Specifically, spelling, punctuation and capitalization are known as mechanics. Paragraphing is also included in mechanics.

Other conventions include word usage and sentence formation (structure).

2

Grammar is purely about sentence formation. Punctuation is part of the mechanics while capitalisation is based on spelling.

  • So neither capitalization nor punctuation are part of grammar? – pau Feb 23 '16 at 18:57
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There are different definitions of 'grammar'. From the OED:

1.

### a. That department of the study of a language which deals with its
inflexional forms or other means of indicating the relations of words in the
sentence, and with the rules for employing these in accordance with
established usage; usually including also the department which deals with the
phonetic system of the language and the principles of its representation in
writing. Often preceded by an adj. designating the language referred to, as in
Latin, English, French grammar.In early English use grammar meant only Latin
grammar, as Latin was the only language that was taught grammatically. In the
16th c. there are some traces of a perception that the word might have an
extended application to other languages (cf. quot. 1530 at sense 2 under
grammatical adj. 1); but it was not before the 17th c. that it became so
completely a generic term that there was any need to speak explicitly of
‘Latin grammar’. Ben Jonson's book, written c1600, was app. the first to treat
of ‘English grammar’ under that name.

As above defined, grammar is a body of statements of fact—a ‘science’; but a
large portion of it may be viewed as consisting of rules for practice, and so
as forming an ‘art’. The old-fashioned definition of grammar as ‘the art of
speaking and writing a language correctly’ is from the modern point of view in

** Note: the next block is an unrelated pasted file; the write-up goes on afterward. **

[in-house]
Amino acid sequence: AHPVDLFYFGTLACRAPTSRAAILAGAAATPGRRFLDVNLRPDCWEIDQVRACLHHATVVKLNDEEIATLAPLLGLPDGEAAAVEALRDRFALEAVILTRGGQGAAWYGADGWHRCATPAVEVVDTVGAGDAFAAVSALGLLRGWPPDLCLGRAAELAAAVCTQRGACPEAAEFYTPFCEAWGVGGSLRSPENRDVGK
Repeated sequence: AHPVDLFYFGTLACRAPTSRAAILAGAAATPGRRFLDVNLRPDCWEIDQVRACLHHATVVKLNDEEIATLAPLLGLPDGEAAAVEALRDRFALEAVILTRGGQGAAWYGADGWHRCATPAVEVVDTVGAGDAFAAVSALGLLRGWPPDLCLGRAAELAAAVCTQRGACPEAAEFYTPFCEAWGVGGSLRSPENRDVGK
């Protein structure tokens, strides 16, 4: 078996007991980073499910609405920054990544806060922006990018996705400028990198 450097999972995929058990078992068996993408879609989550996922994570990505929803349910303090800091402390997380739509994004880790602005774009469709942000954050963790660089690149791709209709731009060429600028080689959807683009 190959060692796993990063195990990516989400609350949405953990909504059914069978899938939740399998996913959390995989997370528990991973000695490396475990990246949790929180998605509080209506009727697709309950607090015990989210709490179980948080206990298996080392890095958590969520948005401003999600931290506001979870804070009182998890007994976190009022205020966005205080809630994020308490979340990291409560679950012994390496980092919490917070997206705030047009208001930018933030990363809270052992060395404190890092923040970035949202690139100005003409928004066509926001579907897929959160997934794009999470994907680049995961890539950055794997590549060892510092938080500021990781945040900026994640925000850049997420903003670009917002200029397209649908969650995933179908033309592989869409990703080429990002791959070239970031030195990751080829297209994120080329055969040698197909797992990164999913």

one respect too narrow, because it applies only to a portion of this branch of
study; in another respect, it is too wide, and was so even from the older
point of view, because many questions of ‘correctness’ in language were
recognized as outside the province of grammar: e.g. the use of a word in a
wrong sense, or a bad pronunciation or spelling, would not have been called a
grammatical mistake. At the same time, it was and is customary, on grounds of
convenience, for books professedly treating of grammar to include more or less
information on points not strictly belonging to the subject.

Until a not very distant date, Grammar was divided by English writers
(following the precedent of Latin grammarians) into Orthography, Etymology,
Syntax, and Prosody, to which Orthoëpy was added by some authors. All these
terms (except Syntax) were used more or less inaccurately (see the several
words). The division now usual is that into Phonology, treating of the sounds
used in the language, Accidence, of the inflexional forms or equivalent
combinations, and Syntax, of the structure of sentences; the branch of grammar
dealing with the functions of the alphabetic letters is usually treated along
with the phonology.

So the answer depends on what you take to be reasons for choosing one definition rather than another. If you care about etymology, you may find it significant that 'grammar' is from a word meaning to write (γράφειν).

  • 1
    I think it's worth pointing out that this definition dates from 1900 (it's still to be updated for OED3). – Andrew Leach Apr 17 at 15:02

protected by tchrist Feb 24 '17 at 12:49